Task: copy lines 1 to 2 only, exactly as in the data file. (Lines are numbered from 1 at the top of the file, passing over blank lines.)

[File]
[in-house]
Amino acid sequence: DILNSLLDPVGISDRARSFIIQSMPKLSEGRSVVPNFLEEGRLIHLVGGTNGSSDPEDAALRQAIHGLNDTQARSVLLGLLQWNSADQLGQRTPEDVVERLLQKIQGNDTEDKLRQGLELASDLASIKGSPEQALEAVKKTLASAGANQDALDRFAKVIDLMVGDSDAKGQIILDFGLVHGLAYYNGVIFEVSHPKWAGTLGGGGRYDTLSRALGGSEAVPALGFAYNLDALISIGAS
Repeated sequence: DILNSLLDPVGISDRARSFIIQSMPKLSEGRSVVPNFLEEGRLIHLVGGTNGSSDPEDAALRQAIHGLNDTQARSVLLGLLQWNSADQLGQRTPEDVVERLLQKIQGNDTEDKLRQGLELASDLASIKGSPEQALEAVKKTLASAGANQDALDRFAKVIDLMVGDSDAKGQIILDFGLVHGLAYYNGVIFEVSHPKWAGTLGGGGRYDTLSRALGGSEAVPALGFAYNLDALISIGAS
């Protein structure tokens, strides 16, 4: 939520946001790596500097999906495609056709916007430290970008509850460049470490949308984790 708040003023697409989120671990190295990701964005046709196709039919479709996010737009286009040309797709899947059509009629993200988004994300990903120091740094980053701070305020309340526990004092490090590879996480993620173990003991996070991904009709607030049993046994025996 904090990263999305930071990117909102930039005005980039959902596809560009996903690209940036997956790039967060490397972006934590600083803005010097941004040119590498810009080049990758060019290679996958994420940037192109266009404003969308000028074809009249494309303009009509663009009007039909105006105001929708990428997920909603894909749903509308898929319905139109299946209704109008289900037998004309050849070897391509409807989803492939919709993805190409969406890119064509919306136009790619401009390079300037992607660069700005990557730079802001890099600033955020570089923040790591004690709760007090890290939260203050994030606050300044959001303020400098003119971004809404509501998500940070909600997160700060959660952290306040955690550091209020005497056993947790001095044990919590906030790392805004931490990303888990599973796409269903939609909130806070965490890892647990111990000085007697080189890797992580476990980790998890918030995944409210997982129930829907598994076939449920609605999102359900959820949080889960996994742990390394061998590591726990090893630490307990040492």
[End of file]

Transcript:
[in-house]
Amino acid sequence: DILNSLLDPVGISDRARSFIIQSMPKLSEGRSVVPNFLEEGRLIHLVGGTNGSSDPEDAALRQAIHGLNDTQARSVLLGLLQWNSADQLGQRTPEDVVERLLQKIQGNDTEDKLRQGLELASDLASIKGSPEQALEAVKKTLASAGANQDALDRFAKVIDLMVGDSDAKGQIILDFGLVHGLAYYNGVIFEVSHPKWAGTLGGGGRYDTLSRALGGSEAVPALGFAYNLDALISIGAS